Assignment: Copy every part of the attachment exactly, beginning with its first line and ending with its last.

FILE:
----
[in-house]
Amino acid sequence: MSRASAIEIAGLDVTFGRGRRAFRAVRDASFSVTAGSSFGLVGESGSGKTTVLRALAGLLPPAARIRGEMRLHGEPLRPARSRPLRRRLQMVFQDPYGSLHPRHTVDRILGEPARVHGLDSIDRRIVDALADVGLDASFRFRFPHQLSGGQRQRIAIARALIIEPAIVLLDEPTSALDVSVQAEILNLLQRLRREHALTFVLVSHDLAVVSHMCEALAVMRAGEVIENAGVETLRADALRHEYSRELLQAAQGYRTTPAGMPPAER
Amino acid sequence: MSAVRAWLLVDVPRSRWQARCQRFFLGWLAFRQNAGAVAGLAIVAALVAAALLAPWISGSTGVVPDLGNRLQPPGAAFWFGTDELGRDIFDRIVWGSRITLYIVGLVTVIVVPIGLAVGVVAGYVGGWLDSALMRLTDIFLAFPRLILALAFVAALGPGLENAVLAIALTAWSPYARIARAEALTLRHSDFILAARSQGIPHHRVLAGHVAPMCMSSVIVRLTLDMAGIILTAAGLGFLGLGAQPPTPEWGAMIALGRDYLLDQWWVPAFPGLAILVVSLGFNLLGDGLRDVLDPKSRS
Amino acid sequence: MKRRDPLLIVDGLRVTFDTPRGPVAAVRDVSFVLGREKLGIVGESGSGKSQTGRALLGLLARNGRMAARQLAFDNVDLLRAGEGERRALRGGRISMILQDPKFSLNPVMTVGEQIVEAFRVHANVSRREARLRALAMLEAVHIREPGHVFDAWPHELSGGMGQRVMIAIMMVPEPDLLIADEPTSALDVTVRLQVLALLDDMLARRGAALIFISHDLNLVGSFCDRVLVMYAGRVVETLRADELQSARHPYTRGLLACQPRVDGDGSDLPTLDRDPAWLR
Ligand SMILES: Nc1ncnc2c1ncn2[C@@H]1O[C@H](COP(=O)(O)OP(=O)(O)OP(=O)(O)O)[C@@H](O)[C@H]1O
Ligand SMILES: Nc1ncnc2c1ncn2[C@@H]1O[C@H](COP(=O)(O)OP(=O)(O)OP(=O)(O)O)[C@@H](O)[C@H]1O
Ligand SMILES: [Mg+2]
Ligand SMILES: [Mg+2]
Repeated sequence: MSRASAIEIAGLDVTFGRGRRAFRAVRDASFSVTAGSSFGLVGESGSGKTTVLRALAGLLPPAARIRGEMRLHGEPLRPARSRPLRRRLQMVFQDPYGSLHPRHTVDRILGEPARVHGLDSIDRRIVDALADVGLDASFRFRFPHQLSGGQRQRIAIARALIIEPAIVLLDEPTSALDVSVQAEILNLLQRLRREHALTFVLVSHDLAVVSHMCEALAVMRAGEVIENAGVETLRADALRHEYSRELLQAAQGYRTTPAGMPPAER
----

[in-house]
Amino acid sequence: MSRASAIEIAGLDVTFGRGRRAFRAVRDASFSVTAGSSFGLVGESGSGKTTVLRALAGLLPPAARIRGEMRLHGEPLRPARSRPLRRRLQMVFQDPYGSLHPRHTVDRILGEPARVHGLDSIDRRIVDALADVGLDASFRFRFPHQLSGGQRQRIAIARALIIEPAIVLLDEPTSALDVSVQAEILNLLQRLRREHALTFVLVSHDLAVVSHMCEALAVMRAGEVIENAGVETLRADALRHEYSRELLQAAQGYRTTPAGMPPAER
Amino acid sequence: MSAVRAWLLVDVPRSRWQARCQRFFLGWLAFRQNAGAVAGLAIVAALVAAALLAPWISGSTGVVPDLGNRLQPPGAAFWFGTDELGRDIFDRIVWGSRITLYIVGLVTVIVVPIGLAVGVVAGYVGGWLDSALMRLTDIFLAFPRLILALAFVAALGPGLENAVLAIALTAWSPYARIARAEALTLRHSDFILAARSQGIPHHRVLAGHVAPMCMSSVIVRLTLDMAGIILTAAGLGFLGLGAQPPTPEWGAMIALGRDYLLDQWWVPAFPGLAILVVSLGFNLLGDGLRDVLDPKSRS
Amino acid sequence: MKRRDPLLIVDGLRVTFDTPRGPVAAVRDVSFVLGREKLGIVGESGSGKSQTGRALLGLLARNGRMAARQLAFDNVDLLRAGEGERRALRGGRISMILQDPKFSLNPVMTVGEQIVEAFRVHANVSRREARLRALAMLEAVHIREPGHVFDAWPHELSGGMGQRVMIAIMMVPEPDLLIADEPTSALDVTVRLQVLALLDDMLARRGAALIFISHDLNLVGSFCDRVLVMYAGRVVETLRADELQSARHPYTRGLLACQPRVDGDGSDLPTLDRDPAWLR
Ligand SMILES: Nc1ncnc2c1ncn2[C@@H]1O[C@H](COP(=O)(O)OP(=O)(O)OP(=O)(O)O)[C@@H](O)[C@H]1O
Ligand SMILES: Nc1ncnc2c1ncn2[C@@H]1O[C@H](COP(=O)(O)OP(=O)(O)OP(=O)(O)O)[C@@H](O)[C@H]1O
Ligand SMILES: [Mg+2]
Ligand SMILES: [Mg+2]
Repeated sequence: MSRASAIEIAGLDVTFGRGRRAFRAVRDASFSVTAGSSFGLVGESGSGKTTVLRALAGLLPPAARIRGEMRLHGEPLRPARSRPLRRRLQMVFQDPYGSLHPRHTVDRILGEPARVHGLDSIDRRIVDALADVGLDASFRFRFPHQLSGGQRQRIAIARALIIEPAIVLLDEPTSALDVSVQAEILNLLQRLRREHALTFVLVSHDLAVVSHMCEALAVMRAGEVIENAGVETLRADALRHEYSRELLQAAQGYRTTPAGMPPAER